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ARS Home » Pacific West Area » Parlier, California » San Joaquin Valley Agricultural Sciences Center » Commodity Protection and Quality Research » Research » Publications at this Location » Publication #332141

Research Project: Systems-Based Approaches for Control of Arthropod Pests Important to Agricultural Production, Trade and Quarantine

Location: Commodity Protection and Quality Research

Title: Impact of pesticide resistance on toxicity and tolerance of hostplant phytochemicals in Amyelois transitella (Lepidoptera: Pyralidae)

Author
item Bagchi, Vikram - University Of Illinois
item Siegel, Joel
item Demkovich, Mark - University Of Illinois
item Zehr, Luke - University Of Illinois
item Berenbaum, May - University Of Illinois

Submitted to: Journal of Insect Science
Publication Type: Peer Reviewed Journal
Publication Acceptance Date: 7/10/2016
Publication Date: 9/12/2016
Citation: Bagchi, V., Siegel, J.P., Demkovich, M., Zehr, L., Berenbaum, M. 2016. Impact of pesticide resistance on toxicity and tolerance of hostplant phytochemicals in Amyelois transitella (Lepidoptera: Pyralidae). Journal of Insect Science. 16(1):62. doi: 10.1093/jisesa/iew063.

Interpretive Summary: In California crops from the old and new world are grown close together and a pest’s ability to switch crops can have a major economic impact. The factors that enable this to occur are not well described and we used the navel orangeworm (Amyelois transitella), an important California pest of almonds, pistachios, walnuts and figs to explore this question. Resistance of navel orangeworm to the pyrethroid family of insecticides has been recently described in Kern County and we thought resistant insects could attack new crops. We report the variability in the response to pyrethroids of three lines of navel orangeworm, a lab strain (CPQ, unexposed to pyrethroids) and two strains isolated from the field in almonds (R347, resistant to pyrethroid) and figs (FIG). We challenged larvae with a pyrethroid insecticide, three chemicals that plants use for defense against insects (allelochemicals) and two novel hosts that occur in California but are not used by navel orangeworm (mesquite and wisteria). As expected, R347 was more tolerant to pyrethroids than CPQ, but surprisingly, FIG was equally as tolerant as R347, even though pyrethroids are not used in figs. The field strains were also more tolerant to allelochemicals than CPQ. Surprisingly, R347 did not do well on wisteria while FIG did the best on this plant. We had expected R347 to do well in all challenges because of its insecticide resistance, but FIG outperformed it. FIG may have a superior ability to detoxify chemicals because its host contains high levels of allelochemicals. R347 may have sacrificed its ability to handle the defensive chemicals of wisteria when it became resistant to pyrethroids.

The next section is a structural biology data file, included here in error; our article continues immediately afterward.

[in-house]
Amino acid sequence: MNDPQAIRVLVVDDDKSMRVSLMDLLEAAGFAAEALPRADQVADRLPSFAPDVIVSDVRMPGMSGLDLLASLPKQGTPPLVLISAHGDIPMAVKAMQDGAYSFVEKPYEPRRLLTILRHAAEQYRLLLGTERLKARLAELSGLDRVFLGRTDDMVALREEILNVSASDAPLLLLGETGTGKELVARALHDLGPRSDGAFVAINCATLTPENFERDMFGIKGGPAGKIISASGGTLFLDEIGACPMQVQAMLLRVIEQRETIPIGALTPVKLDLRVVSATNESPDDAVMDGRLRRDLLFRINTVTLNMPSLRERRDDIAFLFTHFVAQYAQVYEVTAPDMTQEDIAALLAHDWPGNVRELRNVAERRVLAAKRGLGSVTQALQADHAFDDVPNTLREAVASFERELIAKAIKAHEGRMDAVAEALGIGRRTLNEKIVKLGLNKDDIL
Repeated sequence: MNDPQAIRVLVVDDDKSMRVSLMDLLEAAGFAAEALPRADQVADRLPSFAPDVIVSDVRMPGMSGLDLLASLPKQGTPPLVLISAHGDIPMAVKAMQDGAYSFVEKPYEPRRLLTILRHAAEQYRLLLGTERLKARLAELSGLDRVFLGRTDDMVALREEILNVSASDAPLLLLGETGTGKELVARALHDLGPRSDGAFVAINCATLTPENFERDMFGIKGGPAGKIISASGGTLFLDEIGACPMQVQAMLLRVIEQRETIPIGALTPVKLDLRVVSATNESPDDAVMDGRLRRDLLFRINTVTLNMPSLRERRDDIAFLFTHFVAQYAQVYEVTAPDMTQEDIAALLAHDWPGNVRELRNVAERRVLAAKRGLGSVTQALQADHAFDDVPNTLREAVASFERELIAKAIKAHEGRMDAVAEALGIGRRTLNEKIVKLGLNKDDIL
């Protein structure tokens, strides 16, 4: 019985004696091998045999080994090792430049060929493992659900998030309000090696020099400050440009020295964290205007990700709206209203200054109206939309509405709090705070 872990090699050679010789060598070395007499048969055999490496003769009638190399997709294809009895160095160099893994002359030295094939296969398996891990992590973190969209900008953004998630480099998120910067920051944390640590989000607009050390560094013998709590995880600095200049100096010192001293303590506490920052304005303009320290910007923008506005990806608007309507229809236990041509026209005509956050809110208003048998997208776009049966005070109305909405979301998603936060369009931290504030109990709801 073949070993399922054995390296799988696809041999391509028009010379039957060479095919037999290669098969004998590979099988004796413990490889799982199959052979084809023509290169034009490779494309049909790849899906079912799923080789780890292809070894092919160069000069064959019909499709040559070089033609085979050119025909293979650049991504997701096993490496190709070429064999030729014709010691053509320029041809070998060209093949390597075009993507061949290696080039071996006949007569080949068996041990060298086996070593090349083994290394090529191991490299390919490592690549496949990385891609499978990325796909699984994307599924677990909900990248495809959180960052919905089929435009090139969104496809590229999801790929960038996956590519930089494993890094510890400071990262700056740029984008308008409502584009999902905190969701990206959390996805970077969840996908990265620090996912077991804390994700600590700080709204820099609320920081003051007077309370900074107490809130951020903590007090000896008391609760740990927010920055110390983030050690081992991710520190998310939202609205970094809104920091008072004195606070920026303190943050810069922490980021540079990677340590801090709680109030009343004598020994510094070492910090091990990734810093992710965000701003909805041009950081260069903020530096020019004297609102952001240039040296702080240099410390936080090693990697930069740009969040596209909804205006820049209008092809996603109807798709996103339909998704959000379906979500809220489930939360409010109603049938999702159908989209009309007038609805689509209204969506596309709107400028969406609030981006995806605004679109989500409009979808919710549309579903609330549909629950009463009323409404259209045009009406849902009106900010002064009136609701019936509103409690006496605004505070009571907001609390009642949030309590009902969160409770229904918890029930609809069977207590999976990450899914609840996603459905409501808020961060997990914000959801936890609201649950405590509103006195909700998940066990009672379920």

Technical Abstract: For some polyphagous insects adaptation to phytochemically novel plants confers enhanced resistance to insecticides, but whether insecticide resistance enhances tolerance to novel phytochemicals has not been assessed. We used Amyelois transitella Walker (navel orangeworm), an economically important polyphagous pest of tree nut crops in California, to address this question. Our study used three strains of A. transitella--pyrethroid-resistant R347 (maintained in the laboratory for ~10 generations), fig-derived FIG, (maintained in the laboratory for ~25 generations) and CPQ (derived from almonds and maintained in the laboratory for 40+ years) to compare the toxicity of the pyrethroid bifenthrin and three phytochemicals (chlorogenic acid and the furanocoumarins xanthotoxin and bergapten), as well as survival on diets containing seeds of Wisteria sinensis (Wisteria) and Prosopis pallida (Mesquite), two Fabaceae species not reported as hosts. Only R347 had pyrethroid exposure, but all three strains may have been exposed to chlorogenic acid, which is found in both almonds and figs. Only FIG was exposed to furanocoumarins. Both the R347 and FIG strains exhibited greater tolerance to bifenthrin than did CPQ (4.95-fold and 18.95-fold, respectively) and more than two-fold greater resistance to the three phytochemicals compared to CPQ. Incorporation of the synergist piperonyl butoxide into the diet consistently increased mortality only for CPQ, implicating alternate detoxification mechanisms for both R347 and FIG. Our results suggest that, while P450-mediated pesticide resistance may enhance tolerance of certain phytochemicals in this species, it is only one of multiple biochemical adaptations associated with acquisition of new hostplant species.